A pastor recently shared with me that one of his parishioners had outlived two of her cardiologists. When she got the third one, she asked him, “How’s your heart?”

It’s a good question for a lot of us.

I’ve been thinking a lot about pastors as I’ve driven these back roads and spoken at various churches. I’ve met several pastors who appear to be young enough to be my son. I’ve also shared a sweet visit with Pastor Smitty, who was my pastor back when I was a young girl at Rose Hill Baptist.

Like cardiologists, pastors are tasked with taking care of our hearts, or at least instructing us on how best to do that.

Now I mean no disrespect to anyone. I’ve met many very good preachers who are young. I’ve even quoted a few of them from time to time. But when it comes to choosing a pastor to sit under, I am like that elderly woman – I want to know the condition of the pastor’s heart.

In Vietnam when the new guy arrived in the battlefield, other soldiers gave him a designation – FNG. You can probably figure it out. If you can’t, rest assured that it doesn’t mean Fine Nice Gal, like someone once told me. Being older doesn’t ensure that a person is a good cardiologist or a good pastor, but I do think there is something to be said for being a seasoned pastor. When you’re in battle, it’s best to be with the guy whose seen warfare before.

Here’s a few of the issues I have with the unseasoned pastor:

Reared up in a celebrity culture, they see themselves as rock stars of the congregation. You have to go through half-a-dozen bodyguards to have even the most casual of conversations. I’ve done that, of course – asked their “people” to introduce me. I usually get the introduction because they see me as somebody they ought to know. An equal among celebrities. I miss the day when preachers stood at the door and shook the hands of folks as they exited church. The day when they’d inquire about how your mama was doing or how the newlyweds are getting on.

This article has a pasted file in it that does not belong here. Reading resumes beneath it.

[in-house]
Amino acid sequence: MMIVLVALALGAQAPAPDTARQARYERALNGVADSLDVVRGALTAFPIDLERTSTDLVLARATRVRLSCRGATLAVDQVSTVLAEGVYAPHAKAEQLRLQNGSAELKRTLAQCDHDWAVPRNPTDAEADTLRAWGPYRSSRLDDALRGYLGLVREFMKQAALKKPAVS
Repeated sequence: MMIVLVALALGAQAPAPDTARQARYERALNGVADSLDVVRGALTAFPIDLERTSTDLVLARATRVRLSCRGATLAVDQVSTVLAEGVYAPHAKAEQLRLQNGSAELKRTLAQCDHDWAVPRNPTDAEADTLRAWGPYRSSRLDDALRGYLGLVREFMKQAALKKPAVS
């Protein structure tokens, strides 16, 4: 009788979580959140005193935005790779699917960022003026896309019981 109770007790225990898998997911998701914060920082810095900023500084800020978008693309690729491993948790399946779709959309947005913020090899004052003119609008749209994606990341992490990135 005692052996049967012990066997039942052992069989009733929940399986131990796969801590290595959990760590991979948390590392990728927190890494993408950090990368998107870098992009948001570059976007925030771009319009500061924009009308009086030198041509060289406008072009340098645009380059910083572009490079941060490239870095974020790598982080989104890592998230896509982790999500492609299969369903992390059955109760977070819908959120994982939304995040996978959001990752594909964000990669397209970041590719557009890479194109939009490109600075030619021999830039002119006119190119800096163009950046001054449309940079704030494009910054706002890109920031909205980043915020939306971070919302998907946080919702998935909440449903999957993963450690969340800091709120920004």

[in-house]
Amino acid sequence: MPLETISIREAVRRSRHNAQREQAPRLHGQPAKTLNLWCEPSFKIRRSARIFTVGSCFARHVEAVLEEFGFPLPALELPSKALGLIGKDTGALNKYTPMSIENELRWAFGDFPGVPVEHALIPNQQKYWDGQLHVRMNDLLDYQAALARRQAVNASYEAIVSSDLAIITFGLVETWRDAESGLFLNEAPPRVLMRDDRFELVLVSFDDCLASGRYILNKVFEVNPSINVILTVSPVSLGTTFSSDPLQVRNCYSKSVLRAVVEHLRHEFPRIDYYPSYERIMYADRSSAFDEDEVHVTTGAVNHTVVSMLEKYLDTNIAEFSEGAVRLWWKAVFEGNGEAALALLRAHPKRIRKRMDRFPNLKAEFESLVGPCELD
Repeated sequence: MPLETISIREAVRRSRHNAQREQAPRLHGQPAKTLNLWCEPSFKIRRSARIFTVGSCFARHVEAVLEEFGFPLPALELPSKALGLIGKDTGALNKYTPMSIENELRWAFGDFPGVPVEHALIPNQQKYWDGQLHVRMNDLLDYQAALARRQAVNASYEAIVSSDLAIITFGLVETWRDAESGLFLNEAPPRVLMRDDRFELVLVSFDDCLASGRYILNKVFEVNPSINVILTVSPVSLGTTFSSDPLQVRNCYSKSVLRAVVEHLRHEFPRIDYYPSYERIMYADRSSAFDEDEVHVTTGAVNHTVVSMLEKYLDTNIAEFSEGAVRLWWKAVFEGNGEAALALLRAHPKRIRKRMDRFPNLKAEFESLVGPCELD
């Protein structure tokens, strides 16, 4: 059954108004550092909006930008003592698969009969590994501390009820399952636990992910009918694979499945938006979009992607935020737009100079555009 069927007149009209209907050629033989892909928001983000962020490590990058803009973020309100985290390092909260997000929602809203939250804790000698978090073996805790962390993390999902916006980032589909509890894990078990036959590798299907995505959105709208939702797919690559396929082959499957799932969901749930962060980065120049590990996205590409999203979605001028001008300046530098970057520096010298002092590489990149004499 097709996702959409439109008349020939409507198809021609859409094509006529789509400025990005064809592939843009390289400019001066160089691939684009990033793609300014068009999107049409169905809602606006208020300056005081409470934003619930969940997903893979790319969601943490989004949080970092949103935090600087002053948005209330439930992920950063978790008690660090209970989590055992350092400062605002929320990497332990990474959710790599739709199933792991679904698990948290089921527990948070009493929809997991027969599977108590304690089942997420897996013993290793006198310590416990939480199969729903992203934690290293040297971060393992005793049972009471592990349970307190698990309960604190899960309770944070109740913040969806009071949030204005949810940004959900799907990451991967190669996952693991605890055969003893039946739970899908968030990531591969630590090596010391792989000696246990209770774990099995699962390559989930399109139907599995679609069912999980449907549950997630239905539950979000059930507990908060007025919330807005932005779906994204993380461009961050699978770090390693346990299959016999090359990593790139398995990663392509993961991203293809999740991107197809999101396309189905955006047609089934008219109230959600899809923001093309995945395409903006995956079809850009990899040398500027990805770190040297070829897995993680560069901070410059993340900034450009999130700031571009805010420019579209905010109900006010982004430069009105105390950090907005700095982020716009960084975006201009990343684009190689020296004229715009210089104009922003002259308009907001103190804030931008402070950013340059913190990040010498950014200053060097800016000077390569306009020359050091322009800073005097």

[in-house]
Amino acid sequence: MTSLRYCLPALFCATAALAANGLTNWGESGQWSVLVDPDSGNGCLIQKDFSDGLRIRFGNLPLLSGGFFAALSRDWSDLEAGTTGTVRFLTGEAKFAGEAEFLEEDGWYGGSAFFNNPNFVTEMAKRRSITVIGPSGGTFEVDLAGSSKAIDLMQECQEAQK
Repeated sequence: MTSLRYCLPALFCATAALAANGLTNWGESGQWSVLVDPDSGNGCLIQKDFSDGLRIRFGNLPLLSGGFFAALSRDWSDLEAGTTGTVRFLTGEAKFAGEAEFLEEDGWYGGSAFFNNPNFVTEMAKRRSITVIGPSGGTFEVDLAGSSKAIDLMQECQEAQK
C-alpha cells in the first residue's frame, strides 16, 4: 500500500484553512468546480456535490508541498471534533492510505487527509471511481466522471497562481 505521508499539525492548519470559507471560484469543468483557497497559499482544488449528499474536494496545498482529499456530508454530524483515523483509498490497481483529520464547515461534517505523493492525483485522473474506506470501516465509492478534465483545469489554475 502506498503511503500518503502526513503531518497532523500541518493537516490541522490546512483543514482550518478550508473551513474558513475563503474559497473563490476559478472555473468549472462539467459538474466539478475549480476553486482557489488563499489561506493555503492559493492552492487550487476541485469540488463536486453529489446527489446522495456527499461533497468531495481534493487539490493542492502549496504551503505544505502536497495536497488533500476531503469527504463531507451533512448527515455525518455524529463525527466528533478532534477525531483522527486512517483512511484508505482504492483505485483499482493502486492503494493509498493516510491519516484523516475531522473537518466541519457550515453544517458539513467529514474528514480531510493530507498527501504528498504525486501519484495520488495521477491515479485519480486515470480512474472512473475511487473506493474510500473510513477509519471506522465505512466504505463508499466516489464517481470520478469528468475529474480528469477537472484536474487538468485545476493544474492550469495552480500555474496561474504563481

Hospital visits are considered a chore for some minion to do. Unless, of course, the dying happens to be someone of significance. Yes. You can read that as someone of material means.

Funerals? Everybody knows preachers don’t have time for that. “Let the dead bury the dead” is their motto.

Wednesday night visitations? What era did you grow up in? These preachers don’t have time to make house calls. And if you want to visit with them, you’d be better off heading down to the local coffee shop than to the church office.

Better yet, just Twitter them. Short conversations are best anyhow. Many of them are ADD and their listening skills haven’t improved much since they were in first-grade.

They spend more time studying the latest in market trends and reading Malcolm Gladwell than they do reading Scriptures and the signs of the times.

Instead of monthly trips to the barber, they make biweekly trips to see their stylist.

If you suggest they are metrosexual, they take it as a compliment.

Every single one of them is writing a book, though they can’t explain the difference between an adjective and an adverb.

They don’t know the names of the people who live four houses over from them, but twice a year they travel to Africa to minister to the hurting.

Because there isn’t enough of them to go around, they are developing a video series that can be downloaded to your iPad or iPhone. This is considered the latest form of fellowship.

Are the days gone when pastors watched you grow up, married you off, watched your children grow up, buried your mama and daddy and then reminisced with you over a cup of coffee on the front porch after a dinner that included peach pie?

I’m glad Smitty is still around to “remember when?” with me.

Karen Spears Zacharias is the author of “Will Jesus Buy Me a Doublewide? ‘Cause I Need More Room for My Plasma TV.”

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